Now that the Yankees have left the building…

As a lifelong Yankee fan, I’ve heard all (and I mean ALL) the comments from Yankee-haters mostly pertaining to the amount of money the team spends on acquiring players and then, keeping them.  I’ve also listened while those people rejoiced when the team has failed (like they did yesterday) to reach and then win the World Series.   Yes, in my 46 years of life, I cannot begin to list or count the ways non-fans have expressed their pure hate at the team I have passionately loved.   For the most part, I stay silent and smile and roll with it.   I say “for the most part” because when the spews of hate roll off the lips of Red Sox (I refer to them as “Red Sux“) fans,  I am unable to contain myself and ALWAYS make sure I have the last word.   Hey, just ask the Red Sox fans, it’s bigger than us and, when it comes to our hated rivals, we can’t control it.   But, alas, I digress.

Over these years, I’ve tried to understand why the Yankees are so passionately hated.   When I ask,  nine out of every ten people give me the same response:  “because they spend all that money that other teams don’t have to get whatever players they want”.   I think to myself “if I was an owner with a seemingly endless supply of money, wouldn’t I do that too?   More importantly, wouldn’t they?”   Do they really want the Yankees (Steinbrenners) to say “You know what, for the good of the rest of the teams we compete with, we aren’t going to try our best at putting the highest quality team on the field”?  When I pose those thoughts to them, they concede that baseball is truly the one at fault as it has no salary cap.  The NFL comes up as the comparison until I point out that over the past 20 years, BASEBALL has had more different champions than the NFL has.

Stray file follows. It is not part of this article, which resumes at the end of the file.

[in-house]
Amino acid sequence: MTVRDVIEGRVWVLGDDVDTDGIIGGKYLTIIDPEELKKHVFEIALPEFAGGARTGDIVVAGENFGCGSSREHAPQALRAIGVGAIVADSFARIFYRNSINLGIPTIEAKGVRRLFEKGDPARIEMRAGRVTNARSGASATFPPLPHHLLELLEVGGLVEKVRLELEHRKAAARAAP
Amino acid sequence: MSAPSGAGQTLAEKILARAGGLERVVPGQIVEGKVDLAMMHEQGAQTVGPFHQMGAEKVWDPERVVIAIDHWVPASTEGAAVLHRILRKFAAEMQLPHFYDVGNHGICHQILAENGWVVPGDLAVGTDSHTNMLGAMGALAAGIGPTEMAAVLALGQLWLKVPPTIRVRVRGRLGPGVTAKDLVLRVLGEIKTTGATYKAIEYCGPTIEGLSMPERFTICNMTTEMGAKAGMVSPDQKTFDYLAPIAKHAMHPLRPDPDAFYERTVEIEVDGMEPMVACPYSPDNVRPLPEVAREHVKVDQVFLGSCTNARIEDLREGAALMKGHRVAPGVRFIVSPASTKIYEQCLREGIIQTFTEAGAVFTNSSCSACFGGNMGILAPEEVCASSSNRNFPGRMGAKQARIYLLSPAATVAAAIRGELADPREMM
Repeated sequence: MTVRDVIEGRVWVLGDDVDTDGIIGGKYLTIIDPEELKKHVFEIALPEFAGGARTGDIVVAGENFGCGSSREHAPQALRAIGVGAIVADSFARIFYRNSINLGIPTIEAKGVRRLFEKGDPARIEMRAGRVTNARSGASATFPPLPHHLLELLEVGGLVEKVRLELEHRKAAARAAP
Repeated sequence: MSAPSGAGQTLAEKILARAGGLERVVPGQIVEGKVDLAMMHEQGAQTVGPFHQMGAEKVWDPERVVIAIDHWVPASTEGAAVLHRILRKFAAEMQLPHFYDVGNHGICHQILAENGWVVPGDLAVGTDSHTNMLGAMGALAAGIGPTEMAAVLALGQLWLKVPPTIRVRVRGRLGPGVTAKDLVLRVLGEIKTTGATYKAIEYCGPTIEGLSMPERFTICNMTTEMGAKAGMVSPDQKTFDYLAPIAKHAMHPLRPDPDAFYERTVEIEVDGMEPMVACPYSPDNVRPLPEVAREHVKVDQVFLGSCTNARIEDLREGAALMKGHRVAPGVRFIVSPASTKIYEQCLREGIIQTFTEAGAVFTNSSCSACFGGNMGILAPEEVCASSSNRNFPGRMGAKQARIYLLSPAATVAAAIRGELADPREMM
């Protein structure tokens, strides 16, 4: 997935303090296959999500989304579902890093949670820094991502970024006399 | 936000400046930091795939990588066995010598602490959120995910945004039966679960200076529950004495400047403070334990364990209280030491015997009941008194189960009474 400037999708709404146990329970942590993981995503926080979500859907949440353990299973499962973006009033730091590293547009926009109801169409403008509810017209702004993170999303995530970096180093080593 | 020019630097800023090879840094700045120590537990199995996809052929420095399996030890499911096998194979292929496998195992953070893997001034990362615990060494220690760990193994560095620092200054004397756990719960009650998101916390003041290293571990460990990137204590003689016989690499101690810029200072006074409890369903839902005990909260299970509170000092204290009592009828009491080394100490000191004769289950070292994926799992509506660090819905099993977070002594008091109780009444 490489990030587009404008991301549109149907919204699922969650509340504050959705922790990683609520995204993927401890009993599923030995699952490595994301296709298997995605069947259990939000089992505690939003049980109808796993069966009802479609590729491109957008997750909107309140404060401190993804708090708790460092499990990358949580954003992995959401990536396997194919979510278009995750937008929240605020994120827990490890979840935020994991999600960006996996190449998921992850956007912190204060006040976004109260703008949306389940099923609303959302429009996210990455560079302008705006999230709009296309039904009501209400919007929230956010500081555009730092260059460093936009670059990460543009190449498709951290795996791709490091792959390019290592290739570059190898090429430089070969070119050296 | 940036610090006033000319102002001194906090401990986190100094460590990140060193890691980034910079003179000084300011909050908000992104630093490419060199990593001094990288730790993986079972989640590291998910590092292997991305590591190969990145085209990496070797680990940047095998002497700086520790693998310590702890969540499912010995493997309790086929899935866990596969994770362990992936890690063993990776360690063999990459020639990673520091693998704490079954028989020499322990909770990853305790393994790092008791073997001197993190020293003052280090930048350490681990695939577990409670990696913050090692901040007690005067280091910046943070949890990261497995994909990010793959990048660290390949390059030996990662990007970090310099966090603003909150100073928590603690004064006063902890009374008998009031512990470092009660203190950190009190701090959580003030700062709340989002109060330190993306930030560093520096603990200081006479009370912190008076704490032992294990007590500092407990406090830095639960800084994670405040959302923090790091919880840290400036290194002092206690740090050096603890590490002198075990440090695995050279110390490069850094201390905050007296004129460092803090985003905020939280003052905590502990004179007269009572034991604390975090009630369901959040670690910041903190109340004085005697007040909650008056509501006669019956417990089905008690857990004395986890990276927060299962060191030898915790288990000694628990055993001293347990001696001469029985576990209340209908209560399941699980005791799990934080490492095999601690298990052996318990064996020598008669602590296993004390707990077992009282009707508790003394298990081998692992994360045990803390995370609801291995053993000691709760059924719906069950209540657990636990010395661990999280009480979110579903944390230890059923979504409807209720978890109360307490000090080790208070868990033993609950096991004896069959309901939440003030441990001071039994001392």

For one of the first times that I can remember, someone actually touched on what I believe is the REAL problem with baseball (and the other major sports) and why the teams with more money seem to have the most success.   Mike Greenberg of the “Mike and Mike” show on ESPN mentioned that it had been intimated that baseball needs contraction.   He took that further and stated he believed other sports like basketball and hockey have spread themselves too thin and also need contraction.

Contraction is about more than just money.   I believe that baseball’s problem of big-money owners/teams being the only ones successful is the result of having just too many teams for the pool of talent that is available.   Let’s look at the math…..    Currently there are 750 major league players spread over 30 teams (25 man rosters during the regular season).   Say you keep the roster limitations but, reduce the number of teams by 5.   Suddenly, there are 625 major league players and, 125 players who would in theory have been in the lower half (in terms of talent) of the original 750 relegated to the minor leagues.   This results in:   1.  Higher quality of play at the major league level.   2.  Higher quality of play at the minor league levels (borderline major leaguers are now bonafide minor leaguers).   Suddenly, because you have raised the level of play on some of the smaller market teams, they become more competitive with the larger market teams regardless of the amount of money being bid.   Further contraction, makes this result even more pronounced.   Unfortunately,  because we are talking about “big business”,  the quality of the product is not the highest priority.   Money talks,  and, the fact is, the more markets professional sports can get into, the more money they make.   The best baseball teams will be the ones owned by the best businessmen no matter how you slice it.   The once proud franchises in Pittsburgh and Oakland may never be able to compete with the “big boys” again simply because there are so many other, richer choices for players to choose from.

I am fortunate.  I am a fan of the NY Yankees who reside in one of the top two markets in sports and who have been owned by wise businessmen that took advantage of their market to create other monetary opportunities to enhance their ability to land the highest quality players.   Until baseball (and other major sports) wakes up and realizes that a quality product has to be a priority, I know, and expect, my team will continually succeed.

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